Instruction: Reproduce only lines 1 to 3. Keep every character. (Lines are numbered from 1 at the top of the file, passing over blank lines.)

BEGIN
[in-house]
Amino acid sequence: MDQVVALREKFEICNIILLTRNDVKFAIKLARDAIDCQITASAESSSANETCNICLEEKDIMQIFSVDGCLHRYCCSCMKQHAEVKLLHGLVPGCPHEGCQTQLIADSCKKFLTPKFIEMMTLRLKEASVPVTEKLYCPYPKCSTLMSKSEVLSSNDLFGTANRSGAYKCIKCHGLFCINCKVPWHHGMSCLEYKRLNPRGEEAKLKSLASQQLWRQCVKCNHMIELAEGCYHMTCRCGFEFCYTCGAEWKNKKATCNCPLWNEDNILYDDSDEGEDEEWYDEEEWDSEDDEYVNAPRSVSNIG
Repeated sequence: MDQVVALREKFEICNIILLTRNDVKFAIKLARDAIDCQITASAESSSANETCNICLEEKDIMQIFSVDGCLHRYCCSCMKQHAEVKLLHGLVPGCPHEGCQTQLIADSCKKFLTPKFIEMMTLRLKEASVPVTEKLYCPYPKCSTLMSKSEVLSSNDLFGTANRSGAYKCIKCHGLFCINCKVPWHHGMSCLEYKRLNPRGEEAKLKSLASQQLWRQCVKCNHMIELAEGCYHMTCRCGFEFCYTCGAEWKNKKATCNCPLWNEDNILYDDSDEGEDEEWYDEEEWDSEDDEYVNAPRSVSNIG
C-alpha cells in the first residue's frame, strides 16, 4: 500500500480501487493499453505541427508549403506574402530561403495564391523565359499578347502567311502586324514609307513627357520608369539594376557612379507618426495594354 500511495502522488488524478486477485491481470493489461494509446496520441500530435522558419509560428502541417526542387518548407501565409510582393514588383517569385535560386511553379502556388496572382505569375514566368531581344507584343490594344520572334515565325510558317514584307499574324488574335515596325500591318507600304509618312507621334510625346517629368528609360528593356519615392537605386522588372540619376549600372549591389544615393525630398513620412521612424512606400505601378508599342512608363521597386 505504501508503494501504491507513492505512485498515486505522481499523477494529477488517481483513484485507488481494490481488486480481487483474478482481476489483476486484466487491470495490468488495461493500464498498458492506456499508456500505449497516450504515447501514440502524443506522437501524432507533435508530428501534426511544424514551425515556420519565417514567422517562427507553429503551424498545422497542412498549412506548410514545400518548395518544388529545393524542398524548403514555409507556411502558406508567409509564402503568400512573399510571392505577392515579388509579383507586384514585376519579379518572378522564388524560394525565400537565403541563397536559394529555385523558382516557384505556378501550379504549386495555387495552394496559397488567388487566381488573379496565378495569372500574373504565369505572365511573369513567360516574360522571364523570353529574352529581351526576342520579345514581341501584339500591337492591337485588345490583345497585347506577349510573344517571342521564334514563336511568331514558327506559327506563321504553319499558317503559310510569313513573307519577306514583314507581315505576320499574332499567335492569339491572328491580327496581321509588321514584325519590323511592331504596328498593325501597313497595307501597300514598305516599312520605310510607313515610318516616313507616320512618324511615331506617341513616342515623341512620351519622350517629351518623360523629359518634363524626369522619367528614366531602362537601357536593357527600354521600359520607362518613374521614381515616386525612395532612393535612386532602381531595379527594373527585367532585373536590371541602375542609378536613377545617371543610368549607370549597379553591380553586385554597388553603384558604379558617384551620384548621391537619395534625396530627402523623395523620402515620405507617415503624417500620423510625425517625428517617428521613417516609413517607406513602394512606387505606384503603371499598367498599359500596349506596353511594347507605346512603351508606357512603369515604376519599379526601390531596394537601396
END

[in-house]
Amino acid sequence: MDQVVALREKFEICNIILLTRNDVKFAIKLARDAIDCQITASAESSSANETCNICLEEKDIMQIFSVDGCLHRYCCSCMKQHAEVKLLHGLVPGCPHEGCQTQLIADSCKKFLTPKFIEMMTLRLKEASVPVTEKLYCPYPKCSTLMSKSEVLSSNDLFGTANRSGAYKCIKCHGLFCINCKVPWHHGMSCLEYKRLNPRGEEAKLKSLASQQLWRQCVKCNHMIELAEGCYHMTCRCGFEFCYTCGAEWKNKKATCNCPLWNEDNILYDDSDEGEDEEWYDEEEWDSEDDEYVNAPRSVSNIG
Repeated sequence: MDQVVALREKFEICNIILLTRNDVKFAIKLARDAIDCQITASAESSSANETCNICLEEKDIMQIFSVDGCLHRYCCSCMKQHAEVKLLHGLVPGCPHEGCQTQLIADSCKKFLTPKFIEMMTLRLKEASVPVTEKLYCPYPKCSTLMSKSEVLSSNDLFGTANRSGAYKCIKCHGLFCINCKVPWHHGMSCLEYKRLNPRGEEAKLKSLASQQLWRQCVKCNHMIELAEGCYHMTCRCGFEFCYTCGAEWKNKKATCNCPLWNEDNILYDDSDEGEDEEWYDEEEWDSEDDEYVNAPRSVSNIG